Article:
[0046] To coat around the enzyme or its active unit, if desired via the anchor unit, a polymer formation reaction is required. The monomer material required for this reaction may be any monomer wherein a polymer material can be obtained by polymerizing the monomer, and examples thereof include a monofunctional monomer having a group such as double bond, capable of polymerizing by means of heat and light, or a polyfunctional monomer having two or more groups.

[0047] Specific examples thereof include polyacrylic acid, polymethyl(meth)acrylic acid, polyethyl(meth)acrylic acid, polymethyl (meth)acrylate, polyethyl (meth)acrylate, poly-2-hydroxyethyl (meth)acrylate, poly-1- or poly-2-hydroxyethyl (meth)acrylate, polystyrene, polydivinylbenzene, and Kayarad R-167 and Kayarad PET-128 (these two products are manufactured by Nippon Kayaku Co.).

[0048] The inorganic materials are metal oxides such as SiO2, Al2O3, TiO2, ZrO2 and Nb2O3 as well as a composite oxides such as that represented by SiO2—MO2/n (M is a metal such as Al). For example, when a structural unit having the composition of SiO2 is formed, layered silicate such as kanemite, Si(OR)4 (R is an alkyl group), silica gel, water glass and sodium silicate are used. Also in the case of the composition of the metal oxides other than SiO2, alkoxide, oxide and salt, which contain the corresponding metal, are used. Dependent on the kind of the inorganic starting material, optimum pH of the reaction mixture and kind of the surfactant are selected.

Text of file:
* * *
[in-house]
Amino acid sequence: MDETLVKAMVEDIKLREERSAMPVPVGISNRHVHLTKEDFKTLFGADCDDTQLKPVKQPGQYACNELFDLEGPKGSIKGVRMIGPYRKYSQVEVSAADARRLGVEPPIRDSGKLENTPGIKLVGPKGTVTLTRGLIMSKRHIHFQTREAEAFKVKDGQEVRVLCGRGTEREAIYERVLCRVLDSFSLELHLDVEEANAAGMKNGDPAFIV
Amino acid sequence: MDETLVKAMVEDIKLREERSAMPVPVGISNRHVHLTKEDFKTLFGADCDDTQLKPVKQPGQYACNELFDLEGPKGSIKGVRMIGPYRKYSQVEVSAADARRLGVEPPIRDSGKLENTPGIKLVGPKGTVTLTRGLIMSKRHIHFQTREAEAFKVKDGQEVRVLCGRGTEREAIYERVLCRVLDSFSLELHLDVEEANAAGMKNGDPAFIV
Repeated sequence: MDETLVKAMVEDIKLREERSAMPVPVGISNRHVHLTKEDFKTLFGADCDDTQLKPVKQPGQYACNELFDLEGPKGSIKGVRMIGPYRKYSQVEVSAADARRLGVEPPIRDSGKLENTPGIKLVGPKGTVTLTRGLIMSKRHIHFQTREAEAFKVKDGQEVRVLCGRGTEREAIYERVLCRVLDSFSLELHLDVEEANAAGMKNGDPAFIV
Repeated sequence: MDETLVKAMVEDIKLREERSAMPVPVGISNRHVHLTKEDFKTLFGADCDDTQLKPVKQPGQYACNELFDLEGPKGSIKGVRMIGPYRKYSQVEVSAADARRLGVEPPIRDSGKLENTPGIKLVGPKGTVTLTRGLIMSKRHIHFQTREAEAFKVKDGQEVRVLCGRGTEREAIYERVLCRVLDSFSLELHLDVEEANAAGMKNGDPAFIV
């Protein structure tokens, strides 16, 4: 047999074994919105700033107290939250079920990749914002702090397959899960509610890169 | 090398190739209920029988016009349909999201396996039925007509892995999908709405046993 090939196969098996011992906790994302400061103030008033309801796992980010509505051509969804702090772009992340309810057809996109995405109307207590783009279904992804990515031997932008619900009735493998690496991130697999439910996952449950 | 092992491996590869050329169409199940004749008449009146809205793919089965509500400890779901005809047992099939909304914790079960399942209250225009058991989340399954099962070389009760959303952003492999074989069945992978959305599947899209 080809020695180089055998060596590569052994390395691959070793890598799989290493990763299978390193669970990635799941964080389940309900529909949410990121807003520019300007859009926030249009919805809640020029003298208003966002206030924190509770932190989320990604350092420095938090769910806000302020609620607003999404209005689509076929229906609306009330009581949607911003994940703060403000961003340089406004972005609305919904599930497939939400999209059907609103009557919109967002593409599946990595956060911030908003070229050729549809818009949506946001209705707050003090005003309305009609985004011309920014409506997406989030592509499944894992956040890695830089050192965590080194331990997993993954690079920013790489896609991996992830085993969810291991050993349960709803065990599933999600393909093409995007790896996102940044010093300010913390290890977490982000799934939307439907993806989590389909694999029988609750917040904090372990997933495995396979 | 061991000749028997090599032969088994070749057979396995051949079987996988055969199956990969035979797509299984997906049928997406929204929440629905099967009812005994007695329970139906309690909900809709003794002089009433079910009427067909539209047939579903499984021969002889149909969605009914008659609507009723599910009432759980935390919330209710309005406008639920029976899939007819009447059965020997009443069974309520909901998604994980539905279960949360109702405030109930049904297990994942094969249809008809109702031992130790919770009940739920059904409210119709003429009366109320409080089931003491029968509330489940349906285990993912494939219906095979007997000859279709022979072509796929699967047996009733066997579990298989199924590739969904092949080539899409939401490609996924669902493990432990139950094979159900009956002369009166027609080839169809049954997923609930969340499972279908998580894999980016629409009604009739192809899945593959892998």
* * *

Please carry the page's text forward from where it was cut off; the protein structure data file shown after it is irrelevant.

[0049] To make a structural unit from the inorganic material, by mixing and reacting the inorganic starting material with the surfactant, there can be formed a surfactant/inorganic composite material wherein an inorganic skeleton is formed around micelles of the surfactant. When the surfactant is removed from this composite material, for example, by calcining at 400-600° C. or extraction with an organic solvent, meso pores having the same shape as that of micelles of the surfactant are formed in the inorganic skeleton.

[0050] In the method for making the above structural unit, when a silicon-containing compound, e.g. silicon oxide such as SiO2 is used as a starting material, pores can be formed by forming a layered silicate such as kanemite, interposing micelles between these layers, joining the space between layers, wherein micelles are not present, with a silicate molecule, and removing micelles. Alternatively, pores are formed by using a silicon-containing substance such as water glass as a starting material, gathering silicate monomers around micelles, polymerizing to form a silica, and removing micelle molecules. In this case, micelles are usually in the columnar form and, as a result, columnar pores are formed.